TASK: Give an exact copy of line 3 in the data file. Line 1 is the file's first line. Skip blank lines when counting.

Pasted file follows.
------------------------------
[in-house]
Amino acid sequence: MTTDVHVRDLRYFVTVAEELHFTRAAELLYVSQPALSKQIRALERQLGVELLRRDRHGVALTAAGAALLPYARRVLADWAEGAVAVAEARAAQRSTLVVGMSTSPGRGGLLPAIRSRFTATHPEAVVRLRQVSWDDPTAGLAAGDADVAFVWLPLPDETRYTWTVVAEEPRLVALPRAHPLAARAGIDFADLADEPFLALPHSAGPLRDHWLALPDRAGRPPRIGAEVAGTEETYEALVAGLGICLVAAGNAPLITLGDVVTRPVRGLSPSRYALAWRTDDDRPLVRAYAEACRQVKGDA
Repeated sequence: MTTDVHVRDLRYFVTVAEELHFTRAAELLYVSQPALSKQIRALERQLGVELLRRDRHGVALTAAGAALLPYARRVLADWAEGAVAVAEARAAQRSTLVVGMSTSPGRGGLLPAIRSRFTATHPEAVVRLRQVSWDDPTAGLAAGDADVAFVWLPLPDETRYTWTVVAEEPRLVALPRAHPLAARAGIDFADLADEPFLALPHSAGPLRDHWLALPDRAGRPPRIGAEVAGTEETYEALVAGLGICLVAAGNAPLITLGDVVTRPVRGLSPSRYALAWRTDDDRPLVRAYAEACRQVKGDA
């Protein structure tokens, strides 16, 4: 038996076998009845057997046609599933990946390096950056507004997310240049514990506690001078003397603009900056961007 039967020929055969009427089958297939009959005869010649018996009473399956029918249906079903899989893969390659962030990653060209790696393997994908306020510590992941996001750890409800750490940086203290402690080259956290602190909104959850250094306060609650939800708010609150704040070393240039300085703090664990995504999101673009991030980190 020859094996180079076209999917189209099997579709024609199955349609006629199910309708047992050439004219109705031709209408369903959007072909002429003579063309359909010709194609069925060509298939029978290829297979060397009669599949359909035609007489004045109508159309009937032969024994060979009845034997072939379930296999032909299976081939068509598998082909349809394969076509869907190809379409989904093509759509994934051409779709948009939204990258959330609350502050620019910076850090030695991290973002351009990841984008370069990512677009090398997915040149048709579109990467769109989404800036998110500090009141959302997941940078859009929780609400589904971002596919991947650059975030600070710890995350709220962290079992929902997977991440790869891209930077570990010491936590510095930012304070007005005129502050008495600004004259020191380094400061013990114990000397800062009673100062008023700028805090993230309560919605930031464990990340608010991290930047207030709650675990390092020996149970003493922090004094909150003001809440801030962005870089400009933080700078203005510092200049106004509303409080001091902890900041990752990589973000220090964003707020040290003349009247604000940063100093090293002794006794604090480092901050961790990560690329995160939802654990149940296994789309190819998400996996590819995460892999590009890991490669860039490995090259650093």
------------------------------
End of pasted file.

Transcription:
Repeated sequence: MTTDVHVRDLRYFVTVAEELHFTRAAELLYVSQPALSKQIRALERQLGVELLRRDRHGVALTAAGAALLPYARRVLADWAEGAVAVAEARAAQRSTLVVGMSTSPGRGGLLPAIRSRFTATHPEAVVRLRQVSWDDPTAGLAAGDADVAFVWLPLPDETRYTWTVVAEEPRLVALPRAHPLAARAGIDFADLADEPFLALPHSAGPLRDHWLALPDRAGRPPRIGAEVAGTEETYEALVAGLGICLVAAGNAPLITLGDVVTRPVRGLSPSRYALAWRTDDDRPLVRAYAEACRQVKGDA